OMG Mission: Greenland's Ice Melting Faster Than Previously Thought (Video)

Thanks to rising temperatures, glaciers in Greenland are melting faster than scientists previously thought — and a new NASA video shows how researchers are tracking the magnitude of the changes (in feet per day).

NASA's aptly titled Oceans Melting Greenland (OMG) project studies the extent to which warm ocean waters are melting glaciers from below — and it's much faster than anyone expected. According to a new video from the "Science at NASA" YouTube channel, several feet of the ice melts every day during the summer.

Warm ocean currents sweep across the glaciers' surfaces, eroding them from below, according to the video. [Unstoppable Antarctic Glacier Melt: How Scientists Figured It Out (Video)]

For a few weeks each year, a NASA aircraft flies around Greenland to map the elevations along the glaciers using the Glacier and Land Ice Surface Topography Interferometer (GLISTIN). High-resolution maps of the ice show how quickly the glaciers are losing ice at their edges.

The aircraft also drops about 250 ocean probes each year and will continue to do so until 2020, to measure changes in temperature and the concentration of salt in the water between the ocean's surface and the seafloor, according to OMG's website. Surface water is usually colder and contains less salt than water at the seafloor, the video said, because it is made primarily of the water melting from the glaciers. The probes should help scientists learn how changes in the ocean affect the ice, according to the video.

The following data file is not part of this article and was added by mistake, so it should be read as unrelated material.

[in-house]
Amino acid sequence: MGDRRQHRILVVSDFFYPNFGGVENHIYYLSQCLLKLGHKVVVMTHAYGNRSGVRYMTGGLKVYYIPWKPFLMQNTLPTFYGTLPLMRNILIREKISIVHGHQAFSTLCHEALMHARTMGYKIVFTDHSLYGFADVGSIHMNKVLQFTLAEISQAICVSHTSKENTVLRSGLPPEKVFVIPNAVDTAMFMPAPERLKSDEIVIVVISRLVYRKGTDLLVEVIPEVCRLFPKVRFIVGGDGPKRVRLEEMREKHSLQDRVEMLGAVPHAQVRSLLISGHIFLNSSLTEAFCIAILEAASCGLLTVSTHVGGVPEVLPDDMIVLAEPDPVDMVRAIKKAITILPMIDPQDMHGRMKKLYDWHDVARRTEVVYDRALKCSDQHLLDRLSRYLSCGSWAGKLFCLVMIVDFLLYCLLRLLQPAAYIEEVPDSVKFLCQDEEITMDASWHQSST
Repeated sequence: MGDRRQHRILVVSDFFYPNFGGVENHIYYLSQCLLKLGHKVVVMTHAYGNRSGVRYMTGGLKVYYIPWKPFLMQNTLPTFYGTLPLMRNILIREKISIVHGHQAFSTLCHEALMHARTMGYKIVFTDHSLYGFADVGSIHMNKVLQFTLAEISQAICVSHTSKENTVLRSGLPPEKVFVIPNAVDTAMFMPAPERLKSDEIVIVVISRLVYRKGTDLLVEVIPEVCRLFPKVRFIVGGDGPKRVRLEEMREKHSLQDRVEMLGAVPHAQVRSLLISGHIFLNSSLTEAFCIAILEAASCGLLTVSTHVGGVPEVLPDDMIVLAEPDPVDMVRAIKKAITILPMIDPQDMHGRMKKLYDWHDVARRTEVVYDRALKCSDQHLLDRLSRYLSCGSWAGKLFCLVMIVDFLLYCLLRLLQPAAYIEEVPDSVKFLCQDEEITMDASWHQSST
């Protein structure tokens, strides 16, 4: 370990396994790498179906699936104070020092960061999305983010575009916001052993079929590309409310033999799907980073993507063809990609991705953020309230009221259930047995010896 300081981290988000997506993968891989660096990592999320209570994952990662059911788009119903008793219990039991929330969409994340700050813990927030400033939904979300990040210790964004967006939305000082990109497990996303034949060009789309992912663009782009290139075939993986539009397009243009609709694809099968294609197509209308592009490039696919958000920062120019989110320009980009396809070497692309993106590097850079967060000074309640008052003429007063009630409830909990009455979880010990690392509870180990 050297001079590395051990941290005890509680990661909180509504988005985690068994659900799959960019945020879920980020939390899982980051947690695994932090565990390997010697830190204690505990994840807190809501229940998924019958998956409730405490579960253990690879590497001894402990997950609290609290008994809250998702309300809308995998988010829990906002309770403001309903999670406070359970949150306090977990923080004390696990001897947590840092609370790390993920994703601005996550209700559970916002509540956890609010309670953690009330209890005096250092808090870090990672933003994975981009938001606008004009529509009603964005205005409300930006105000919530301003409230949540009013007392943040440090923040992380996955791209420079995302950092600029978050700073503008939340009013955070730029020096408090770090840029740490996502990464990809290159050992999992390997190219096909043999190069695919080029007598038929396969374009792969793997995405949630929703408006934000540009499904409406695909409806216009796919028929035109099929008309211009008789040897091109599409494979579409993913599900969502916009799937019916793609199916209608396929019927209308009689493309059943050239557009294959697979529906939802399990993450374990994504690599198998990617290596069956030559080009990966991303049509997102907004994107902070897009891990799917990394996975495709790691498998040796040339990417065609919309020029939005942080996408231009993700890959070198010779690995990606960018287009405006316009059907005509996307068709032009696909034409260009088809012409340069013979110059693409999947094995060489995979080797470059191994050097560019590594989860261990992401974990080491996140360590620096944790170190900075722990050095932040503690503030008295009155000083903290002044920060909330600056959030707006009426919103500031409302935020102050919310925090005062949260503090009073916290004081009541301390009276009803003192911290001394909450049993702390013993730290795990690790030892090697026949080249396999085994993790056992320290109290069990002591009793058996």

OMG also uses sonar to measure the seafloor's shape and depth, which affects where warm ocean waters erode the ice and the extent to which they do so, according to the video. The project also conducts airborne measurements of gravity to help determine ocean depth.

The whole project aims to improve scientific estimates of increasing sea levels, according to OMG's website.

Scientists combine OMG's data with that of a second NASA project, Operation IceBridge, which measures how much polar ice melts from above, to get the most accurate measure of Greenland's changes in glacial ice.

Ala Khazendar, a glaciologist with OMG, said in the video that IceBridge's high-resolution topographic mapper is the "gold standard of measuring surface elevation changes of the ice sheet." The two projects in combination help scientists better determine if more ice is being lost due to temperatures of the ocean water or of the atmosphere, the video says.

If all of the ice in Greenland were to melt, it could raise global sea levels by 20 feet (6 meters), Josh Willis, the principal investigator on OMG, said in the video. Right now, scientists working with OMG expect that to take several hundred years.

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Kasandra Brabaw
Live Science Contributor

Kasandra Brabaw is a freelance science writer who covers space, health and psychology. She has a bachelor's degree in science and a bachelor's degree of arts from the University of Syracuse; she completed her master's of arts degree in journalism at Syracuse University in 2014. In addition to writing for Live Science and our sister site, Kasandra has written for Prevention, Women's Health, SELF and other health publications. She has also worked with academics to edit books written for popular audiences.